Volkswagen’s emissions scandal could cause 60 premature deaths in the United States, it has been revealed by a study published on Thursday, October 29, in the journal Environmental Research Letters.
The peer-reviewed research was led by experts at Harvard University and the Massachusetts Institute of Technology (MIT).
The car-maker is accused of having installed “defeat devices” in 500,000 of its diesel vehicles, which resulted in misleading readings during emissions tests.
More precisely, the software caused automobiles to release lower quantities of nitrogen oxide just when they were being reviewed during mandatory federal inspections.
These deceitful actions were revealed at the beginning of September, by representatives of the U.S. Environmental Protection Agency, and it was announced that fines would be imposed to supersede the estimated damages.
It is estimated that in fact Volkswagen’s cars released quantities of toxic nitrogen oxide which are 40 times higher than the the accepted limit, specified in the Clean Air Act.
This additional pollution will lead to approximately 60 premature deaths, associated predominantly with lung cancer and other cardiopulmonary disorders, researchers predict.
Moreover, 130 other people might die if the problem isn’t tackled immediately by company officials, and resolved by the end of 2016.
These calculations are much gloomier than those formulated by the New York Times, which predicted 40 deaths following this transgression, and also by the Associated Press, whose estimations were at around 5 to 20 fatalities.
This is because excessive emissions of this kind are an important risk factor, especially in urban areas, capable of speeding up death by more than 10 years.
In addition, Volkswagen’s decision to rig its diesel cars will also have a measurable negative impact on the health sector as well.
More precisely, it is bound to result in “approximately 31 cases of chronic bronchitis, 34 hospital admissions, 120,000 minor restricted activity days, 21,000 lower respiratory symptom days, and 33,000 days of increased bronchodilator usage”, according to Steven Barrett, professor of aeorospace and energy at MIT.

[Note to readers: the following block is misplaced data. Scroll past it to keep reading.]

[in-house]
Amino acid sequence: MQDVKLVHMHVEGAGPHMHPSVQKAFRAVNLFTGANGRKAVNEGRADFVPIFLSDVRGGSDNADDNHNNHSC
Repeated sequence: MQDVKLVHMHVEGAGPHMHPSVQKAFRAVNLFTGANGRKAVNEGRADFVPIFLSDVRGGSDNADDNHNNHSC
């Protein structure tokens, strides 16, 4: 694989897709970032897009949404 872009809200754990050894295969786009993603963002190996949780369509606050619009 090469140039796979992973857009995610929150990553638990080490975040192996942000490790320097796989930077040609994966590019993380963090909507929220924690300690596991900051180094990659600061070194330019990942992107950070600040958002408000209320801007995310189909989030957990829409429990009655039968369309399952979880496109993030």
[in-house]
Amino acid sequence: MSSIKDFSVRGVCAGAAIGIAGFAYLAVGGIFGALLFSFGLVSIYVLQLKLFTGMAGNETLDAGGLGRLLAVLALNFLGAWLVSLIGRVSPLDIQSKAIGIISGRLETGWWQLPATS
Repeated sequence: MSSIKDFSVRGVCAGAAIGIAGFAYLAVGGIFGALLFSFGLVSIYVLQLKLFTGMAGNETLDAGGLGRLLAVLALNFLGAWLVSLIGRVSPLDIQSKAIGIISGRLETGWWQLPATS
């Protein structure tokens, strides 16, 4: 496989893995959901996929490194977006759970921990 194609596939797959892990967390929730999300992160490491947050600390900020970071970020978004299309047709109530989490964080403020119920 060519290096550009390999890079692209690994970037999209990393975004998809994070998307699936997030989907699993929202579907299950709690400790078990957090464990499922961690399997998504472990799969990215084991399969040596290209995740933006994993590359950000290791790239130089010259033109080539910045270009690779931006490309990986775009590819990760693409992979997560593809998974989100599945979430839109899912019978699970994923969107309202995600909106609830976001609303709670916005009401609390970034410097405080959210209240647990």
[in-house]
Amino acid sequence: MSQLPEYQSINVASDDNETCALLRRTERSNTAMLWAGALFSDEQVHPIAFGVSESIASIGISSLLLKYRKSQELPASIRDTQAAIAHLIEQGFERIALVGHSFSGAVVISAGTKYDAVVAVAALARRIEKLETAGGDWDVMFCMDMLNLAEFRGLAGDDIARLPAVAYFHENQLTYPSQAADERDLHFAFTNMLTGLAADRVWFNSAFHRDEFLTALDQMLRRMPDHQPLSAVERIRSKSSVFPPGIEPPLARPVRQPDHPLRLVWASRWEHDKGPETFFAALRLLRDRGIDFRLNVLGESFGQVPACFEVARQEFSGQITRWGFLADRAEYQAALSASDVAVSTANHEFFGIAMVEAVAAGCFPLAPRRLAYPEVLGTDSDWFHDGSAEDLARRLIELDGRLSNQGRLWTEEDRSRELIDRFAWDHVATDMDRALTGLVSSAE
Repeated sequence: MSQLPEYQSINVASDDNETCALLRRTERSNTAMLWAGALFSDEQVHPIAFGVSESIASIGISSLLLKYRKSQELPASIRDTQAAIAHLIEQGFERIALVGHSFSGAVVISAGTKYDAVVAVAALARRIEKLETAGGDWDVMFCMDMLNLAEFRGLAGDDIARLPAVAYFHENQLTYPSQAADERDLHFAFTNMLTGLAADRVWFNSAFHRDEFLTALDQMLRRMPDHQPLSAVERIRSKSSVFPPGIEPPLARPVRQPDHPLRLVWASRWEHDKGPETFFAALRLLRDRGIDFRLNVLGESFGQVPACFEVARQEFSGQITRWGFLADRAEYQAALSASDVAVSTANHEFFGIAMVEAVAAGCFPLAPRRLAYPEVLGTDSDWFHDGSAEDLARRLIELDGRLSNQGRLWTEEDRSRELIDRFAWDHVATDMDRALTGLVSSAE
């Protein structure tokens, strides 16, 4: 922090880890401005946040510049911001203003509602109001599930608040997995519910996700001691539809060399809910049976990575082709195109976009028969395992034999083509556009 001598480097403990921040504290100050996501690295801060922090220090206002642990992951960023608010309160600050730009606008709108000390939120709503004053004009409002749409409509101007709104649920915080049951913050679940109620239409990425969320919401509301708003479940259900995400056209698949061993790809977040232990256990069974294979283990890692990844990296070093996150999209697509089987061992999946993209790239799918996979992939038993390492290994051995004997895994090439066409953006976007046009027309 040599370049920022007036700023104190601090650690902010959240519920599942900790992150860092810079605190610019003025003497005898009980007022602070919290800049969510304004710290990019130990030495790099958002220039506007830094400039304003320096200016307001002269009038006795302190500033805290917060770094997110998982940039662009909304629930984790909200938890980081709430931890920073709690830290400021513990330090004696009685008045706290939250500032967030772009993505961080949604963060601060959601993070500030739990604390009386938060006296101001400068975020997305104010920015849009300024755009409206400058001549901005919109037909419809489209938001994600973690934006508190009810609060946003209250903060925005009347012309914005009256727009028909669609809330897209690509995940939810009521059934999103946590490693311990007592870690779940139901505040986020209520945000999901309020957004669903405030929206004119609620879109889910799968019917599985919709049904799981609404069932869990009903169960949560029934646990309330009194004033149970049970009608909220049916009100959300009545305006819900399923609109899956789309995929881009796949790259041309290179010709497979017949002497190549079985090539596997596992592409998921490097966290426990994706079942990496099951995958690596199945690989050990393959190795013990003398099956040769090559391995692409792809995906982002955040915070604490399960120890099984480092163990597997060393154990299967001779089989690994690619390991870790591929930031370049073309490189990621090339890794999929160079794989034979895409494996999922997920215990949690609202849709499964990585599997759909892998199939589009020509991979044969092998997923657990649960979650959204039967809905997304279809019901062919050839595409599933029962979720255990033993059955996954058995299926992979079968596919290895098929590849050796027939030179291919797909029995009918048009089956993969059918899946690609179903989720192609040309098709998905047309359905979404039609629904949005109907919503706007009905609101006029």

Company officials have responded to these accusations, claiming that there have been no confirmed reports regarding health issues triggered by nitrogen oxide emissions, and such allegations are therefore unfairly antagonistic.
According to projections, the economic burden caused by this cheating scandal will amount to around $450 million, and this strain could be elevated to $910 million, if the rigged vehicles aren’t recalled.
So far, the fraudulent measures have led to operating losses of around $ 3.84 billion (3.5 billion euros) in the third quarter, and it’s the first time in 15 years that the German car manufacturer has experienced a decline in income.
Overall, the write-down caused by the rigging scandal amounted to approximately $7.37 billion (6.7 billion euros), which was actually smaller than anticipated, if we take into account that around 11 million cars could be included in the recall.
Meanwhile, Dr. Herbert Diess, the newly appointed chief executive officer of the Volkswagen Passenger Cars brand has issued an apology following the outrageous scam.
As he explained at the Tokyo Auto Show, the company is now striving to regain customer confidence and make amends for the irreparable damage it has caused.
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